I say that because to draw a straight line from the real-world meaning of the term to how it’s used in games seems a little too simple. Teabagging in games doesn’t sit in my mental category as the suggestion of a sexual act, because there’s really nothing less sexy than playing competitiveÂ Halo 2Â on an Xbox. For me it’s much more abstract than that,Â not least because the reason for teabagging’s existence is that it was one ofÂ the very few non-verbal communications possible in early 3D games.Â All that the character models could do in terms of movement was wiggle side-to-side, rotate, or crouch, and maybe it’s just my sick mind but crouching on the corpse of a recently defeated player seems like an obvious way to say ‘hahaha’.Â I’ve always seen teabaggingÂ as what we in the U.K. might call sledging: teasing your opponents, usually with good humour.
To briefly pause, I’m not saying the above is the whole story, just my own experience. As with any online behaviour, teabagging can be used in nasty ways, and I’m sure many people who do it might have that intent. And of course I’m a man, so am much less likely toÂ getÂ harassed in general over things like voice chat. There is definitely a large bad side to teabaggingÂ which needs to be acknowledged.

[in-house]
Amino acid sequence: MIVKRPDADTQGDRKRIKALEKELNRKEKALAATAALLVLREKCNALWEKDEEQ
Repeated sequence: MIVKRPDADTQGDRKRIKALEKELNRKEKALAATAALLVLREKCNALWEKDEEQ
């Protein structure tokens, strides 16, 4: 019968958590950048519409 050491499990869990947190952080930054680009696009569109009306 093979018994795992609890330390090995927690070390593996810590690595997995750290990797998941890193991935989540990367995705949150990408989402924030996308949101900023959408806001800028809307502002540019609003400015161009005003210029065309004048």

That said, itÂ fits in the sledging category for me because it seems like the digital equivalent of a bevvy ofÂ verbal behavioursÂ I’ve seen in competitive environments. I used to play football, rugby, cricket, and row to some standard, and in every competitive match or even training there’s a bit of chat going on in and between the teams. You do get the dickheads who take things a little far and get aggressive, of course you do, but almost always it’s good-natured back-and-forth with some shared laughs. I always found this kind of verbal jousting funny, enjoyed the little edge it gave the experience, and shook hands at the end of the match (seems like a different galaxy, eh). I associate that kind of human interplay with competition, it’s part of my mindset and seems to be like that for many, and so some element of that carries over into digital competition.
All of which is to say that there are many ways to interpret the teabag but, for me, it’s a bit like when you stick the ball in the net of some keeper who’s been giving it this and that, then give him a little wink on your way back. It’s a jab, a bit cocky, it adds spice and, depending on how the game goes, has the potential to completely backfire.